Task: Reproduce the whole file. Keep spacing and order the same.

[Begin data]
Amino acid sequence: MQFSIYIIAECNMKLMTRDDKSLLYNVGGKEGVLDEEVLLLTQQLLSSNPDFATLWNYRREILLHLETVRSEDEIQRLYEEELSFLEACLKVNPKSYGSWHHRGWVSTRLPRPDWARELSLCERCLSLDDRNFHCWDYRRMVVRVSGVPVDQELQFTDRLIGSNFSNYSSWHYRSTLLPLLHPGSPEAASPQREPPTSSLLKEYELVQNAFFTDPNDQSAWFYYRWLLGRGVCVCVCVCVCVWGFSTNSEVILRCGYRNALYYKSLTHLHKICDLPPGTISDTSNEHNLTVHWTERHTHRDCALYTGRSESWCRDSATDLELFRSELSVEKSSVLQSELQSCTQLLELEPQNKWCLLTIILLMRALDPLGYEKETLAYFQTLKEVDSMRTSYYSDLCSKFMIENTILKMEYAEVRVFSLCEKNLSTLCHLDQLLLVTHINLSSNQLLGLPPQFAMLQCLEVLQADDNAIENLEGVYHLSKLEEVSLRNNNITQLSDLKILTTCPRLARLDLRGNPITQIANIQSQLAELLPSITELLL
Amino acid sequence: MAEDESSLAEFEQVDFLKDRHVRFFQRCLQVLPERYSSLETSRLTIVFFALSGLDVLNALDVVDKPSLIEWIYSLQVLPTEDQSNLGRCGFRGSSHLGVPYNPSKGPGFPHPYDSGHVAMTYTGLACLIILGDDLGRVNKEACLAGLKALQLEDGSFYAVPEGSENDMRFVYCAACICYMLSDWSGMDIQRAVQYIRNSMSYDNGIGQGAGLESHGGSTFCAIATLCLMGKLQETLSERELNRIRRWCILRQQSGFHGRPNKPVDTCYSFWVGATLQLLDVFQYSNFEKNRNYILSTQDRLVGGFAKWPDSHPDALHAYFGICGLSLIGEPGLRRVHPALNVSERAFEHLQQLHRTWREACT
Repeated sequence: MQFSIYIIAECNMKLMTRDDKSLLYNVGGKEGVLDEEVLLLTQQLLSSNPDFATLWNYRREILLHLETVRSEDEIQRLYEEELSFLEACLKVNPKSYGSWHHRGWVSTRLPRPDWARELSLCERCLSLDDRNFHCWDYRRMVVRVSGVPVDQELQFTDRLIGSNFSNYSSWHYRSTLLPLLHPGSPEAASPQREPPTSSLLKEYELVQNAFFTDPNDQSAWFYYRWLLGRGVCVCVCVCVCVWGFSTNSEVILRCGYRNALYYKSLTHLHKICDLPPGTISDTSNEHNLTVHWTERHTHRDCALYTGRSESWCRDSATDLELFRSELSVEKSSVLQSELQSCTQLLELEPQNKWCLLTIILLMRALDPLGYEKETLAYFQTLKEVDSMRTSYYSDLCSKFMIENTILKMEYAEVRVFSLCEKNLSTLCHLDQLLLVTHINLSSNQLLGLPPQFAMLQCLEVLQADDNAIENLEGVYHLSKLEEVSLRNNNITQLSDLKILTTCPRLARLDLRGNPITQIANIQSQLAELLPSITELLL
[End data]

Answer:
Amino acid sequence: MQFSIYIIAECNMKLMTRDDKSLLYNVGGKEGVLDEEVLLLTQQLLSSNPDFATLWNYRREILLHLETVRSEDEIQRLYEEELSFLEACLKVNPKSYGSWHHRGWVSTRLPRPDWARELSLCERCLSLDDRNFHCWDYRRMVVRVSGVPVDQELQFTDRLIGSNFSNYSSWHYRSTLLPLLHPGSPEAASPQREPPTSSLLKEYELVQNAFFTDPNDQSAWFYYRWLLGRGVCVCVCVCVCVWGFSTNSEVILRCGYRNALYYKSLTHLHKICDLPPGTISDTSNEHNLTVHWTERHTHRDCALYTGRSESWCRDSATDLELFRSELSVEKSSVLQSELQSCTQLLELEPQNKWCLLTIILLMRALDPLGYEKETLAYFQTLKEVDSMRTSYYSDLCSKFMIENTILKMEYAEVRVFSLCEKNLSTLCHLDQLLLVTHINLSSNQLLGLPPQFAMLQCLEVLQADDNAIENLEGVYHLSKLEEVSLRNNNITQLSDLKILTTCPRLARLDLRGNPITQIANIQSQLAELLPSITELLL
Amino acid sequence: MAEDESSLAEFEQVDFLKDRHVRFFQRCLQVLPERYSSLETSRLTIVFFALSGLDVLNALDVVDKPSLIEWIYSLQVLPTEDQSNLGRCGFRGSSHLGVPYNPSKGPGFPHPYDSGHVAMTYTGLACLIILGDDLGRVNKEACLAGLKALQLEDGSFYAVPEGSENDMRFVYCAACICYMLSDWSGMDIQRAVQYIRNSMSYDNGIGQGAGLESHGGSTFCAIATLCLMGKLQETLSERELNRIRRWCILRQQSGFHGRPNKPVDTCYSFWVGATLQLLDVFQYSNFEKNRNYILSTQDRLVGGFAKWPDSHPDALHAYFGICGLSLIGEPGLRRVHPALNVSERAFEHLQQLHRTWREACT
Repeated sequence: MQFSIYIIAECNMKLMTRDDKSLLYNVGGKEGVLDEEVLLLTQQLLSSNPDFATLWNYRREILLHLETVRSEDEIQRLYEEELSFLEACLKVNPKSYGSWHHRGWVSTRLPRPDWARELSLCERCLSLDDRNFHCWDYRRMVVRVSGVPVDQELQFTDRLIGSNFSNYSSWHYRSTLLPLLHPGSPEAASPQREPPTSSLLKEYELVQNAFFTDPNDQSAWFYYRWLLGRGVCVCVCVCVCVWGFSTNSEVILRCGYRNALYYKSLTHLHKICDLPPGTISDTSNEHNLTVHWTERHTHRDCALYTGRSESWCRDSATDLELFRSELSVEKSSVLQSELQSCTQLLELEPQNKWCLLTIILLMRALDPLGYEKETLAYFQTLKEVDSMRTSYYSDLCSKFMIENTILKMEYAEVRVFSLCEKNLSTLCHLDQLLLVTHINLSSNQLLGLPPQFAMLQCLEVLQADDNAIENLEGVYHLSKLEEVSLRNNNITQLSDLKILTTCPRLARLDLRGNPITQIANIQSQLAELLPSITELLL